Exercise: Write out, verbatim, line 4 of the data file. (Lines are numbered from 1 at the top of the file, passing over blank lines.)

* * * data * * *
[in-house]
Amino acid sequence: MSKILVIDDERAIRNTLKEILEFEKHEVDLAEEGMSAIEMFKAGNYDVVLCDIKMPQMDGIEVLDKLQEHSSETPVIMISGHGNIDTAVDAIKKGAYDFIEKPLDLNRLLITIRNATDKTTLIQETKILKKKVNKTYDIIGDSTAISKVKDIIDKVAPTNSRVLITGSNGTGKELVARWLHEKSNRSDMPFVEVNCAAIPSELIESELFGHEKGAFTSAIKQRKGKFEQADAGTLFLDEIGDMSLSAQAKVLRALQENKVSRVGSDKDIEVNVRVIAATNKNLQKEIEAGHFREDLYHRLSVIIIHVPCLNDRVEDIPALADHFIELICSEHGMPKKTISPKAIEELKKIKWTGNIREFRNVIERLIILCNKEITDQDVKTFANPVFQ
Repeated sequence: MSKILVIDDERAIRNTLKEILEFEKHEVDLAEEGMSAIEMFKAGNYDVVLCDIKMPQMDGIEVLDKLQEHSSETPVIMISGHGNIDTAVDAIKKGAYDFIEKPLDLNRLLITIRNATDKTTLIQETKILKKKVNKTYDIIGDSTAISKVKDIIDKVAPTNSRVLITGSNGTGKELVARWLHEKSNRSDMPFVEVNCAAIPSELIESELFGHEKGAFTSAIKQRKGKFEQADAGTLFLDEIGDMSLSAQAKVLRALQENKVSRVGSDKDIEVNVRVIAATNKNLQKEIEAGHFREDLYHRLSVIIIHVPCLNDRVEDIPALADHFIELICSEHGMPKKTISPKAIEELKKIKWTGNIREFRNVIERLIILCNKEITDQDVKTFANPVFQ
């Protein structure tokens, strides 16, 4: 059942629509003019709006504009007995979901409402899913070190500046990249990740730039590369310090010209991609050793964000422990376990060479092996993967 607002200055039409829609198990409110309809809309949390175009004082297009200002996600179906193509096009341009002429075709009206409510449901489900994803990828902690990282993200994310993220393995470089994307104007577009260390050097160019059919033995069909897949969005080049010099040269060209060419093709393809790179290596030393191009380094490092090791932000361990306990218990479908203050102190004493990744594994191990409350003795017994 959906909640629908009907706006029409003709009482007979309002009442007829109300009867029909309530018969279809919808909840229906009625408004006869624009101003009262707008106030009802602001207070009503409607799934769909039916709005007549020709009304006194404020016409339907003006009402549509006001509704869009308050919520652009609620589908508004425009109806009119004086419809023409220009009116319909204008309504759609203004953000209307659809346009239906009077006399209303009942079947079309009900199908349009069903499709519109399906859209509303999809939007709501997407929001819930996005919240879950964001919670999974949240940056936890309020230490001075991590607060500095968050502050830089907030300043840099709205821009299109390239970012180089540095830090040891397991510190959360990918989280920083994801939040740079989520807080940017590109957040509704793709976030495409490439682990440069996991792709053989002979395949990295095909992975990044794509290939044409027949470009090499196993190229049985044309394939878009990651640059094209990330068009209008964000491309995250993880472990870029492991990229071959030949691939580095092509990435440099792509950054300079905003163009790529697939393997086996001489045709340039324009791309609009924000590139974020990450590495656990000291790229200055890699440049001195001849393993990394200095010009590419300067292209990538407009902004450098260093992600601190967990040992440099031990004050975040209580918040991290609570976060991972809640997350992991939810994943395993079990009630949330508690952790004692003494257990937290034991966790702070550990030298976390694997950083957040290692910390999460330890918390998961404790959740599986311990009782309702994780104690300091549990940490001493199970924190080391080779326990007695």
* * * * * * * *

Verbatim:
């Protein structure tokens, strides 16, 4: 059942629509003019709006504009007995979901409402899913070190500046990249990740730039590369310090010209991609050793964000422990376990060479092996993967 607002200055039409829609198990409110309809809309949390175009004082297009200002996600179906193509096009341009002429075709009206409510449901489900994803990828902690990282993200994310993220393995470089994307104007577009260390050097160019059919033995069909897949969005080049010099040269060209060419093709393809790179290596030393191009380094490092090791932000361990306990218990479908203050102190004493990744594994191990409350003795017994 959906909640629908009907706006029409003709009482007979309002009442007829109300009867029909309530018969279809919808909840229906009625408004006869624009101003009262707008106030009802602001207070009503409607799934769909039916709005007549020709009304006194404020016409339907003006009402549509006001509704869009308050919520652009609620589908508004425009109806009119004086419809023409220009009116319909204008309504759609203004953000209307659809346009239906009077006399209303009942079947079309009900199908349009069903499709519109399906859209509303999809939007709501997407929001819930996005919240879950964001919670999974949240940056936890309020230490001075991590607060500095968050502050830089907030300043840099709205821009299109390239970012180089540095830090040891397991510190959360990918989280920083994801939040740079989520807080940017590109957040509704793709976030495409490439682990440069996991792709053989002979395949990295095909992975990044794509290939044409027949470009090499196993190229049985044309394939878009990651640059094209990330068009209008964000491309995250993880472990870029492991990229071959030949691939580095092509990435440099792509950054300079905003163009790529697939393997086996001489045709340039324009791309609009924000590139974020990450590495656990000291790229200055890699440049001195001849393993990394200095010009590419300067292209990538407009902004450098260093992600601190967990040992440099031990004050975040209580918040991290609570976060991972809640997350992991939810994943395993079990009630949330508690952790004692003494257990937290034991966790702070550990030298976390694997950083957040290692910390999460330890918390998961404790959740599986311990009782309702994780104690300091549990940490001493199970924190080391080779326990007695």